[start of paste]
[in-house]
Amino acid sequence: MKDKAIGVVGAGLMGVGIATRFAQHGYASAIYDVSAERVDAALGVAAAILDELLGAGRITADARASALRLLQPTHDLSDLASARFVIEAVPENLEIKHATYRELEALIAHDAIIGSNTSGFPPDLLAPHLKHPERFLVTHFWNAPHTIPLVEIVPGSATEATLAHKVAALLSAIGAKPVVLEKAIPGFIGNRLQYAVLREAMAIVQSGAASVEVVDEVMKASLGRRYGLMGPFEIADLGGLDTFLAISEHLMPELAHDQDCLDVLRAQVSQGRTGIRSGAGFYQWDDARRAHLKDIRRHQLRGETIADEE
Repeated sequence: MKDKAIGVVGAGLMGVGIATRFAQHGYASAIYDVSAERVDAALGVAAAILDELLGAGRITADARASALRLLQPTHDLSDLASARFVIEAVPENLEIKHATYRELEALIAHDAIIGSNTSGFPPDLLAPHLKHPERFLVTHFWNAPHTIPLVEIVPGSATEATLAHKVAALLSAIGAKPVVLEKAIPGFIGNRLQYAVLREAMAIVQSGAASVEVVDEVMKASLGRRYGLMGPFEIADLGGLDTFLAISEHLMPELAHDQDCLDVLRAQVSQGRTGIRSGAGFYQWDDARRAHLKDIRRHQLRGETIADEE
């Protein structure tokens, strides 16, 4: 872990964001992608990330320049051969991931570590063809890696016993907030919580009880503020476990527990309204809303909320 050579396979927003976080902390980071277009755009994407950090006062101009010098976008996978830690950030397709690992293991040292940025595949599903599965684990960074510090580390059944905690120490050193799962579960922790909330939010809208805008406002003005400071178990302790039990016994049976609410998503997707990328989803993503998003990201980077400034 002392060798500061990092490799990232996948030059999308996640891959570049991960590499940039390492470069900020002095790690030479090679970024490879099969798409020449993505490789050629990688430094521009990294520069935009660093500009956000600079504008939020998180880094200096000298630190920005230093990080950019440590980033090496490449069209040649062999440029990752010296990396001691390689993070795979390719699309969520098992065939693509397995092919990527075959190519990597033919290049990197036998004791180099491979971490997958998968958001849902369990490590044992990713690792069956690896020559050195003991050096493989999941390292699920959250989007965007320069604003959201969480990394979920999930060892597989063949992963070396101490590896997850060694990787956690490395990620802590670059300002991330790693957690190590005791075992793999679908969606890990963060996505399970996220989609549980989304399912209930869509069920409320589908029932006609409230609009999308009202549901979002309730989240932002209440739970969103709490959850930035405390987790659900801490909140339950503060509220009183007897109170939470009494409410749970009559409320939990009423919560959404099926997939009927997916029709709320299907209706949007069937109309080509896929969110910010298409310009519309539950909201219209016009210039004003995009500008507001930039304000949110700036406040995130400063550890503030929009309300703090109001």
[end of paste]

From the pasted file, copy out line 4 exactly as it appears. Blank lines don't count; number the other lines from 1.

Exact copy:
């Protein structure tokens, strides 16, 4: 872990964001992608990330320049051969991931570590063809890696016993907030919580009880503020476990527990309204809303909320 050579396979927003976080902390980071277009755009994407950090006062101009010098976008996978830690950030397709690992293991040292940025595949599903599965684990960074510090580390059944905690120490050193799962579960922790909330939010809208805008406002003005400071178990302790039990016994049976609410998503997707990328989803993503998003990201980077400034 002392060798500061990092490799990232996948030059999308996640891959570049991960590499940039390492470069900020002095790690030479090679970024490879099969798409020449993505490789050629990688430094521009990294520069935009660093500009956000600079504008939020998180880094200096000298630190920005230093990080950019440590980033090496490449069209040649062999440029990752010296990396001691390689993070795979390719699309969520098992065939693509397995092919990527075959190519990597033919290049990197036998004791180099491979971490997958998968958001849902369990490590044992990713690792069956690896020559050195003991050096493989999941390292699920959250989007965007320069604003959201969480990394979920999930060892597989063949992963070396101490590896997850060694990787956690490395990620802590670059300002991330790693957690190590005791075992793999679908969606890990963060996505399970996220989609549980989304399912209930869509069920409320589908029932006609409230609009999308009202549901979002309730989240932002209440739970969103709490959850930035405390987790659900801490909140339950503060509220009183007897109170939470009494409410749970009559409320939990009423919560959404099926997939009927997916029709709320299907209706949007069937109309080509896929969110910010298409310009519309539950909201219209016009210039004003995009500008507001930039304000949110700036406040995130400063550890503030929009309300703090109001």